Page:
2. A jaguar, used as part of the Olympic ceremonies in Brazil was shot to death after it tried to attack a soldier
Commentary for Week of June 20 – June 24, 2016
by David Abuaf, CFA
Investment Manager, RJFS
Financial markets round the world slumped Friday, blindsided by the previous day’s stunning Brexit vote. The major US stock indexes fell nearly 4% on Friday and finished down over 1% on the week, after having been up 2% just before Thursday’s referendum!
The UK’s decision to leave the EU isn’t good for US equity market sentiment in general, with investors already jittery about US and global growth, and trade. Brexit has heightening fears about both the free flow of capital and nationalism. The vote also means the Federal Reserve will most likely hold off raising interest rates.
According to Kate Warne, an investment strategist at Edward Jones, Brexit is a reminder that “you don’t invest based on polls.” The exit will probably take a few years to unfold. The keys to whether the US economy is affected significantly will be whether equities tumble enough to have a major impact on business and consumer confidence, and whether banks are so affected that they pull back on lending.
All opinions presented are those of David Abuaf, and not of Raymond James or Forman Investment Services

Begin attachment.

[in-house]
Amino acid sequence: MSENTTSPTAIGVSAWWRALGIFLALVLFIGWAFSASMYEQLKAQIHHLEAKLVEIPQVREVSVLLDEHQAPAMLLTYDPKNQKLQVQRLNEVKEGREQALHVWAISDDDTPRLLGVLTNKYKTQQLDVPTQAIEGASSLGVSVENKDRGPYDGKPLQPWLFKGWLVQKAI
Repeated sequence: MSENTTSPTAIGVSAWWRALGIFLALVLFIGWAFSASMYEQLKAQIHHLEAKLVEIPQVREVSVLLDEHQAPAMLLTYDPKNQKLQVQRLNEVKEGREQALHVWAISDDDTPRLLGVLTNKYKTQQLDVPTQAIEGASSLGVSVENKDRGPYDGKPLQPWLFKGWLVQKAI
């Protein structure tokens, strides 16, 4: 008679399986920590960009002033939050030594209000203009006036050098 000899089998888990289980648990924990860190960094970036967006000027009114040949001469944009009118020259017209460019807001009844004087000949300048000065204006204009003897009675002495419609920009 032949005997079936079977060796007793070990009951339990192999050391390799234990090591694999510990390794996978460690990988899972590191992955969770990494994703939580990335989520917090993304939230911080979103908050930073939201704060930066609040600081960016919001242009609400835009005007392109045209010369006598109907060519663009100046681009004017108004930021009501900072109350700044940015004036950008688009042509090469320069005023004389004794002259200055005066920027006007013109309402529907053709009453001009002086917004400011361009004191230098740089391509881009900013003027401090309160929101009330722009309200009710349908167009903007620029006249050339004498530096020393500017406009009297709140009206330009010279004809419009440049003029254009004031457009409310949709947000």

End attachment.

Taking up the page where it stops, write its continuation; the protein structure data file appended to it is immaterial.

This information is not a complete description of the securities, markets, or developments discussed and has been obtained from sources considered to be reliable, but Raymond James does not guarantee that the foregoing material is accurate or complete. Any information is not a complete summary or statement of all available data necessary for making an investment decision and does not constitute a recommendation. This information is not intended as a solicitation or an offer to buy or sell any security referred to herein.
The S&P 500 is an unmanaged index of 500 widely held stocks that is generally considered representative of the U.S. stock market. Inclusion of these indexes is for illustrative purposes only. Keep in mind that individuals cannot invest directly in any index, and index performance does not include transaction costs or other fees, which will affect actual investment performance. Individual investor's results will vary. Past performance does not guarantee future results.
Links are being provided for information purposes only. Raymond James is not affiliated with and does not endorse, authorize or sponsor any of the listed websites or their respective sponsors. Raymond James is not responsible for the content of any website or the collection or use of information regarding any website's users and/or members.
To opt out of receiving future emails from us, please reply to this email with the word “Unsubscribe” in the subject line. The information contained within this commercial email has been obtained from sources considered reliable, but we do not guarantee the foregoing material is accurate or complete.